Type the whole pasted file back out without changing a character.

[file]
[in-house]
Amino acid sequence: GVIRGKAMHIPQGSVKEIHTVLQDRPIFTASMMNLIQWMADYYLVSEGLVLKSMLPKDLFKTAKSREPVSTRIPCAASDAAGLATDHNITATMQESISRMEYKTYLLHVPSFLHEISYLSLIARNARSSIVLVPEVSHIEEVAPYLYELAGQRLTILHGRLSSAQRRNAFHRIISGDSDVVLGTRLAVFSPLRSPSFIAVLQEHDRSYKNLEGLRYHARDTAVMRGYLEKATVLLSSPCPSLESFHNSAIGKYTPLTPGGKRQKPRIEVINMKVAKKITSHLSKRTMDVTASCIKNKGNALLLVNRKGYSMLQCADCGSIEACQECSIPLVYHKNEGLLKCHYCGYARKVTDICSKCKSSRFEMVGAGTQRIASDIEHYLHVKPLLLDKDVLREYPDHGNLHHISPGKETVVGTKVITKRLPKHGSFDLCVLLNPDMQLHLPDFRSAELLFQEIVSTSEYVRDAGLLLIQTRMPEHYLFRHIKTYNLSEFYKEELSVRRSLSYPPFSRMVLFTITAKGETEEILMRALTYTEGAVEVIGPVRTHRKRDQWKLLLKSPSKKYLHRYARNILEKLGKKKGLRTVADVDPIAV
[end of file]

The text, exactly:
[in-house]
Amino acid sequence: GVIRGKAMHIPQGSVKEIHTVLQDRPIFTASMMNLIQWMADYYLVSEGLVLKSMLPKDLFKTAKSREPVSTRIPCAASDAAGLATDHNITATMQESISRMEYKTYLLHVPSFLHEISYLSLIARNARSSIVLVPEVSHIEEVAPYLYELAGQRLTILHGRLSSAQRRNAFHRIISGDSDVVLGTRLAVFSPLRSPSFIAVLQEHDRSYKNLEGLRYHARDTAVMRGYLEKATVLLSSPCPSLESFHNSAIGKYTPLTPGGKRQKPRIEVINMKVAKKITSHLSKRTMDVTASCIKNKGNALLLVNRKGYSMLQCADCGSIEACQECSIPLVYHKNEGLLKCHYCGYARKVTDICSKCKSSRFEMVGAGTQRIASDIEHYLHVKPLLLDKDVLREYPDHGNLHHISPGKETVVGTKVITKRLPKHGSFDLCVLLNPDMQLHLPDFRSAELLFQEIVSTSEYVRDAGLLLIQTRMPEHYLFRHIKTYNLSEFYKEELSVRRSLSYPPFSRMVLFTITAKGETEEILMRALTYTEGAVEVIGPVRTHRKRDQWKLLLKSPSKKYLHRYARNILEKLGKKKGLRTVADVDPIAV